Classical Music in Film

In previous posts I’ve written about classical composers writing film scores, film score composers writing concert works, but this post discusses classical music in film.  Some of these works are so intertwined with the film; many viewers only know the music from that film and consider them the themes of the film.  Many directors have used classical pieces extensively, and their work is brought up a few times throughout.  These directors include Stanley Kubrick, Woody Allen, Martin Scorsese and Terrence Malick, among many others.

One of my favorite uses of classical music over the years is the music for screen villains.  I’m not sure when this trend started, but it certainly is one great villain cliche.  Some of my favorite moments are:
Die Hard (1988) - Beethoven - Symphony no. 9, 4th movement
Dracula (1931) – Tchaikovsky: Swan Lake
Fatal Attraction (1987) – Puccini: excerpts from Madama Butterfly
M (1931) – Grieg: Peer Gynt Suite - In the Hall of the Mountain King
Shadow of a Doubt (1943) - Lehár: Waltz from The Merry Widow
The Silence of the Lambs (1991) - Bach:  Aria and Variation 7 from Goldberg Variations
The Spy Who Loved Me (1977) - Bach: Air on the G String, Mozart: Piano Concerto
While not completely fitting, A Clockwork Orange's use of Henry Purcell, Gioachino Rossini and Ludwig van Beethoven’s music is absolutely chilling. 

Now I can’t list every film that has used Wagner or Mendelssohn for their wedding scenes.  Same goes with the Boccherini quartet which gets used in almost every formal dinner scene.  I also don’t want to list classical biopics since they obviously use way too much music to list (see Amadeus, Shine, Immortal Beloved).  There are some other great movies that feature a ton of music like An American in Paris and Fantasia, but those seem very obvious. 

Here are some of my favorite uses of classical music in films.  Films mentioned earlier are repeated only by name. 

Alien (1979) Hanson: Symphony no. 2, 2nd mvt
Apocalypse Now (1979) Wagner: Ride of the Valkyries
The Big Lebowski (1998) Korngold: Glück das mir Verlieb from Die Tote Stadt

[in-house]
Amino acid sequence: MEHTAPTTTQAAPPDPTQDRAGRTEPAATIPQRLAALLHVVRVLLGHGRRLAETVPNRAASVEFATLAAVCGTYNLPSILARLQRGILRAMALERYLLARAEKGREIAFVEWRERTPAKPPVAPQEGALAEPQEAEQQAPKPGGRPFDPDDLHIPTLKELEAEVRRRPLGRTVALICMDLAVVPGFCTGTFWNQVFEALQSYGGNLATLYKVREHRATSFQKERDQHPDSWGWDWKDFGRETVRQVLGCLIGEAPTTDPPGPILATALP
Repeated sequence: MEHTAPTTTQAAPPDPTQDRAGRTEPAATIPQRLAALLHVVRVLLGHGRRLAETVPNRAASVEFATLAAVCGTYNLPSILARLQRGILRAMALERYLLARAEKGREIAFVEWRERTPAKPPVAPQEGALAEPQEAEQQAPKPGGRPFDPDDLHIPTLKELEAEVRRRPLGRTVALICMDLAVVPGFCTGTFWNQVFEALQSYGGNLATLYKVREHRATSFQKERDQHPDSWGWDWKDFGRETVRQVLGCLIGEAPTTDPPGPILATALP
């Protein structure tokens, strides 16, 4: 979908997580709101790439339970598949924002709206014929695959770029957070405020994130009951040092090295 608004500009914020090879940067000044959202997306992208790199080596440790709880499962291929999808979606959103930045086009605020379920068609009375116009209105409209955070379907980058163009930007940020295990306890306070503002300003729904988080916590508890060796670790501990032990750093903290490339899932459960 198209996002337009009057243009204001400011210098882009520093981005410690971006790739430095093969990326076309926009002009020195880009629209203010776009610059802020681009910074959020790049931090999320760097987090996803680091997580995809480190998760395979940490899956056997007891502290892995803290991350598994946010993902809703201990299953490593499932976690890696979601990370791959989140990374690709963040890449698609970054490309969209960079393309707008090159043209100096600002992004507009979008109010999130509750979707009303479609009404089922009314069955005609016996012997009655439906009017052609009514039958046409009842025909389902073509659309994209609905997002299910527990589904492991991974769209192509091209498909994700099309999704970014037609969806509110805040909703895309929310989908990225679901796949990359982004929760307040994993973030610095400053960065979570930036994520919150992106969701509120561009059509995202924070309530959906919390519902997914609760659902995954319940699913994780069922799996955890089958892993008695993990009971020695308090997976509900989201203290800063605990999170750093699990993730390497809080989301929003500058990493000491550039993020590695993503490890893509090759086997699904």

Breaking Away (1979) Mendelssohn: Symphony no. 4, 4th mvt
A Clockwork Orange (1971)
Death in Venice (1971) Mahler: Symphony no 5, Adagietto
Die Hard (1988)
Dracula (1931)

­The Elephant Man (1980) Barber: Adagio for Strings
Excalibur (1981) Wagner: Siegfried's Funeral March, Orff: O Fortuna from Carmina Burana
Fatal Attraction (1987)
The King’s Speech (2010)
Beethoven: Symphony no 7, Piano Concerto no 5
M (1931)
Shadow of a Doubt (1943)
The Silence of the Lambs (1991)
Trading Places (1983) Mozart: Overture to The Marriage of Figaro
Manhattan (1979) Gershwin: Rhapsody in Blue, among others
Master and Commander (2003) Vaughn Williams: Variations on a Theme by Thomas Tallis, among others
Minority Report (2002) Schubert: Symphony no. 8, 1st mvt
Ordinary People (1980) Pachelbel: Canon in D
Philadelphia (1993) Various arias by Mozart, Giordano, et al.
Platoon (1986) Barber: Adagio for Strings
Raging Bull (1980) Mascagni: Intermezzo from Cavalleria Rusticana
The Shawshank Redemption (1994) Mozart: Che soave zeffiretto from The Marriage of Figaro
The Shining (1980) Bartok: Music for Strings, Percussion and Celesta, Ligeti: Fontana, several pieces by Krzysztof
Somewhere in Time (1980) Rachmaninoff: Variation 18-Rhapsody on a Theme by Paganini
The Spy Who Loved Me (1977)
The Sting (1973) Jopin: various Rags
10 (1979) Ravel: Bolero
2001: A Space Odyssey (1968) Strauss: Also Sprach Zarathustra, Strauss: Blue Danube Waltz, Ligeti: Lux Aeterna, et al.
Who Framed Roger Rabbit? (1988) Liszt: Hungarian Rhapsody no 2
X2: X-Men United (2003) Mozart: Dies Irae from Requiem

So that begs the question, why is classical music used so often in films?  I know with Kubrick many of these pieces began as the "temp track" - the temporary music used until the original score is placed in.  This tends to be the reason behind the film score sounding like classical works, i.e. Holst and Prokofiev.  The villain listening to classical music has to go way back, and the same with using classical music to contrast the scenario.  And one last thing -- Kubrick did it best, so let's stop using references to Also Sprach Zarathustra.  It's becoming the Wilhelm Scream of classical music. 

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  1. You should see Rango for the cool adaptation of Ride of the Valkyries - with banjo!

    Damn funny movie too!

  2. I do remember hearing that on the album. And it mixed in the Blue Danube Waltz as well. I'll be watching the movie this weekend.

  3. Might I recommend the extended version? It's only four minutes longer, but has a much better ending.

  4. David, you left out one of my favorites - Mussorgsky's Night On Bald Mountain in The Wizard of Oz.